| Dr. Goldfoot and the Bikini Machine



Dr. Goldfoot and the Bikini Machine

Dr. Goldfoot and the Bikini Machine

Norman Taurog

USA, 1965


Review by Megan Weireter

Posted on 14 June 2007

Source MGM DVD

In a world in which drive-ins have gone the way of the passenger pigeon, I suspect that one of the more ideal ways to watch Dr. Goldfoot and the Bikini Machine is the way I did: after a long day, as part of a feel-better plan that might also involve a very cheap at-home facial, a bottle of wine for one, and a big bowl of popcorn for dinner. Add to that equation Vincent Price and Frankie Avalon and a bunch of anonymous gold-bikini-clad starlets with a predilection for breaking into the mash-potato, and what on earth could be more fun?

Frankie Avalon is Craig Gamble, our hero, a hapless loser employed for some reason by Secret Intelligence Command (“You’re a SIC man!”) who, through a complete accident, meets and is instantly smitten by a brunette with a thick southern accent. Never mind that the first time he meets the charming woman, Diane, she spurts out the milk she drinks, fountain-like, from all over her body. This is love, and even when Diane suddenly adopts a Russian accent and storms out of his bachelor pad, Craig is bound and determined to find her again. Little does he know that Diane is actually an extremely realistic gold-bikini-clad cyborg, only one of the mad Dr. Goldfoot’s veritable army of robot sexpots—sexbots! You see, Dr. Goldfoot has plans for his sexbots; he’s built them to seduce very specific rich and famous husbands-to-be. All the sexbots have to do is show up in gold bikinis, get the stupid rich guys to marry them, and have them sign over their stock options, real estate, power of attorney, et cetera, all of which will make Dr. Goldfoot rich enough to TAKE OVER THE WORLD. That is, unless lovelorn Craig and disheartened newlywed Todd Armstrong can defeat them!

As the director of several Elvis Presley movies with plots almost as ridiculous as this, Norman Taurog was no doubt thought to be ideal for this project. Fans of Blue Hawaii and Girls! Girls! Girls! will probably have a little less fun here – Frankie Avalon is no Elvis – but, like those films, this one is funny and slight, and doesn’t hold up too well, and is also good fun to watch. Though the title invites us to consider Dr. Goldfoot and the Bikini Machine a James Bond spoof, the fact that Dr. Goldfoot does, indeed, have golden feet is a joke referred to only briefly, then instantly dropped. In fact, any attempt here at true parody is a little half-hearted. Frankie Avalon is a spy of sorts, but his haphazard relationship with SIC is exploited only insofar as it will garner a cheap laugh. (Unlike the more illustrious 007, Avalon is merely double-0-one-half.) The vibe is more screwball comedy than true send-up—the Bond genre is merely nodded to rather than turned on its head.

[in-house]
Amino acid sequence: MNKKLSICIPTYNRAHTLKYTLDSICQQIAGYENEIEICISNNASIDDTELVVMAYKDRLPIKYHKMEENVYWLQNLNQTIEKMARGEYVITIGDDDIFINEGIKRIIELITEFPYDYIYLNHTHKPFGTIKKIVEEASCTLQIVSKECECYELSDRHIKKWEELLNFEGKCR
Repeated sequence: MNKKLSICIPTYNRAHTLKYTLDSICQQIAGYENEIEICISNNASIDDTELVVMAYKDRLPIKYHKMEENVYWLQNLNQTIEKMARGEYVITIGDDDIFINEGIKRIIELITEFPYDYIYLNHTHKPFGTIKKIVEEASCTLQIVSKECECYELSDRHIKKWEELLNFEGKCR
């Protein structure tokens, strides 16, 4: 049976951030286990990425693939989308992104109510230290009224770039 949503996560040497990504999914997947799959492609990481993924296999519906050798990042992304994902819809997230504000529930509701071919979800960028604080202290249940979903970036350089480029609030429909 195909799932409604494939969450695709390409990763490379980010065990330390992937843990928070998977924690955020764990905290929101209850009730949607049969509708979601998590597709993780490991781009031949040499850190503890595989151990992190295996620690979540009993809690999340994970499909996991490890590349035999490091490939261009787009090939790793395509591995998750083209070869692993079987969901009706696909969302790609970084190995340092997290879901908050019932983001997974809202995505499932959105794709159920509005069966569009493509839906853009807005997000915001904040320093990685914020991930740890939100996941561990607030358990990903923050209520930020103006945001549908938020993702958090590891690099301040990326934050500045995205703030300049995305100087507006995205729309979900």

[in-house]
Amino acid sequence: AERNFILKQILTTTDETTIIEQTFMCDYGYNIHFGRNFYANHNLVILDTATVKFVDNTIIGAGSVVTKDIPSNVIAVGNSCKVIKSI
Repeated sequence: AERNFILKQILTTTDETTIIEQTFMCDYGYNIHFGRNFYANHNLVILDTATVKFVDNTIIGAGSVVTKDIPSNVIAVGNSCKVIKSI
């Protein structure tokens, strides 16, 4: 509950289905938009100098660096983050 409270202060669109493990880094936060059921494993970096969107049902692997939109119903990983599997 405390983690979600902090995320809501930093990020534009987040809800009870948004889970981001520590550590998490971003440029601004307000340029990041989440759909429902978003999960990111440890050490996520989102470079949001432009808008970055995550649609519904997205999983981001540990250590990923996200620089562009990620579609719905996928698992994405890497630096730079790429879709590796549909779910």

Avalon, a given for most any film with the word “bikini” in its title, is a one-dimensional, clumsy galoot here, more of an everyman than a glamorous spy. Dr. Goldfoot’s assistant, Igor, is even more awkward, and has apparently been resurrected from the dead only to be mocked by Goldfoot. And then there’s Vincent Price, hamming it up gleefully as the deranged, oversexed, mad genius, essentially parodying his performance in House of Wax. This is the kind of role Price can play in his sleep, and he probably did. Nevertheless, it seems Taurog misunderstood Price’s gifts somewhat—here, Price is set up as straight man in a Dr. Goldfoot/Igor comedy partnership, and it doesn’t really work at all. Very few actors would play a role like this less straight than Price.

And that’s not all that’s wildly imperfect here. You’ll probably wish there was more music—an early scene involving all the sexbots breaking into the watusi really makes you wonder how this would have turned out as a full-on musical. You might blink and miss the kind of unexpectedly awesome Annette Funicello cameo, and you’ll be amazed that, yes, that is the Supremes singing the theme song over the opening credits. Perhaps, if you have the mental energy, you’ll think a bit about whether this film revels in sexism or is somehow commenting on it. And maybe you’ll even start to imagine traces of homoeroticism between Craig Gamble and Todd Armstrong—which is entirely feasible, considering that there isn’t a single actual human female in the film to satiate these horny boys.

And then when you watch the final chase scene through scenic San Francisco – featuring in succession, count ‘em: a car, a motorcyle, a stolen car, another stolen car, two San Francisco streetcars that both go off their tracks, a bicycle-built-for-one, and a boat (on the street! Wicked!) – you might just wish they still made movies as broad and wide-eyed and flawed and ludicrous as this one, and that there was a suitable drive-in left in town to show them.

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